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Competing Spatial Networks: Kasimbazar and Chandernagore in Overland and Indian Ocean Worlds

  • Rila Mukherjee
Part of the Palgrave Series in Indian Ocean World Studies book series (IOWS)

Abstract

The first premise on which this chapter is based is that the history of a place cannot be understood without taking into account its relations with other places. Owens argues, “In the new century historians increasingly argue that the history of a geographical place, no matter how large or small, cannot be adequately understood without taking into account how it has been connected to other locations” (Owens 2007). These connections may be social, political, religious, economic, or cultural, and within them are found various subcategories of relations and links. Once connections become structural—in other words once they transform into connectivities—they further themselves through networks. Short, self-organizing, and informal networks show more sustainability than official networks.1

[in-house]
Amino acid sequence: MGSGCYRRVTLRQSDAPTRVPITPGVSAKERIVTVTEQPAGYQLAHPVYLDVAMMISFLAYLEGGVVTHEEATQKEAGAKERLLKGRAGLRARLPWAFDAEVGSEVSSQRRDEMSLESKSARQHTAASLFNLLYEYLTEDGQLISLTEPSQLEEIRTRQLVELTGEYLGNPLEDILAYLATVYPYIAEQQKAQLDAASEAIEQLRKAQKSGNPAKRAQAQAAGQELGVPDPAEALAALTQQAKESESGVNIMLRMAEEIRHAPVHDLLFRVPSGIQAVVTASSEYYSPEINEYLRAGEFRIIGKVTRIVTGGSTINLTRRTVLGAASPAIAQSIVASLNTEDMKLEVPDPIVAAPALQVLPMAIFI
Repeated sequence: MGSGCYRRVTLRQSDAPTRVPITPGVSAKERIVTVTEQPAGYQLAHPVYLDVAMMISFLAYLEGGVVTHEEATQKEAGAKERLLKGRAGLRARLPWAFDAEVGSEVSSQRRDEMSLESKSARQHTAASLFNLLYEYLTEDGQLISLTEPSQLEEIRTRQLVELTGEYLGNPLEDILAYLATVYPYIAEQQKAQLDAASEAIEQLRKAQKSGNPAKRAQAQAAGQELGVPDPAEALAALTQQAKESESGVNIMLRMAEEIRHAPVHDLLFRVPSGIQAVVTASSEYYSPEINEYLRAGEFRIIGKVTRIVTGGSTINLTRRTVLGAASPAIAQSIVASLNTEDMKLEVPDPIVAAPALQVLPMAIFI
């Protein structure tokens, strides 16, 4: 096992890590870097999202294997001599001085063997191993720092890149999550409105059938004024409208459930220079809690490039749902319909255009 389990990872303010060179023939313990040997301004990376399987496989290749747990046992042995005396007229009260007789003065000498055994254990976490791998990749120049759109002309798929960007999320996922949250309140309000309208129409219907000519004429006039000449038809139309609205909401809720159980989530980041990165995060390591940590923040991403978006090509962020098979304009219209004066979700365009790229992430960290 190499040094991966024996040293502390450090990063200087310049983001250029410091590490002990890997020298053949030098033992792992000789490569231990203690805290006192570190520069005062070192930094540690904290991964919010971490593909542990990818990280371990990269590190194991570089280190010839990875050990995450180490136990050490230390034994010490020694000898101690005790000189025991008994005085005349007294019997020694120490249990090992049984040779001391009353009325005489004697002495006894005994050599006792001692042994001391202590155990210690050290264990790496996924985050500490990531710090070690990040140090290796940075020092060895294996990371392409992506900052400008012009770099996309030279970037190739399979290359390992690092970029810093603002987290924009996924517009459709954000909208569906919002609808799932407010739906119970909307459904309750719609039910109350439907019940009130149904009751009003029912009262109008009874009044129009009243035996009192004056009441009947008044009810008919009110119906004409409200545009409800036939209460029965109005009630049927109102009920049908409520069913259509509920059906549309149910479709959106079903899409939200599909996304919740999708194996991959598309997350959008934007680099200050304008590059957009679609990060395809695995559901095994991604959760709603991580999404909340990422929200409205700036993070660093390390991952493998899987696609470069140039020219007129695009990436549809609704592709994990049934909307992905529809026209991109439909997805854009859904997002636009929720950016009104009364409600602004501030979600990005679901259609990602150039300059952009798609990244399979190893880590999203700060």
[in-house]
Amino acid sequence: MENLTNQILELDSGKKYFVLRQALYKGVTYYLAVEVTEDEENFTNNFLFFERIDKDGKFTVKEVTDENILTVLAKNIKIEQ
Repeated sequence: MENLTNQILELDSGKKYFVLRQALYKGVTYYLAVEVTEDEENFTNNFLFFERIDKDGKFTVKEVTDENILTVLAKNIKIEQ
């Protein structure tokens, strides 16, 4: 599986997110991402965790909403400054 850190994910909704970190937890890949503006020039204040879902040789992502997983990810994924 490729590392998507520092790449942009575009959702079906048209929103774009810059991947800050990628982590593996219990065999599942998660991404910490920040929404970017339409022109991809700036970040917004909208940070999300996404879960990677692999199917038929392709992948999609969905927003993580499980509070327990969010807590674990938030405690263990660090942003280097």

Keywords

Geographic Information System Eighteenth Century Seventeenth Century East India Company East African Coast 
These keywords were added by machine and not by the authors. This process is experimental and the keywords may be updated as the learning algorithm improves.

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© Michael Pearson 2015

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  • Rila Mukherjee

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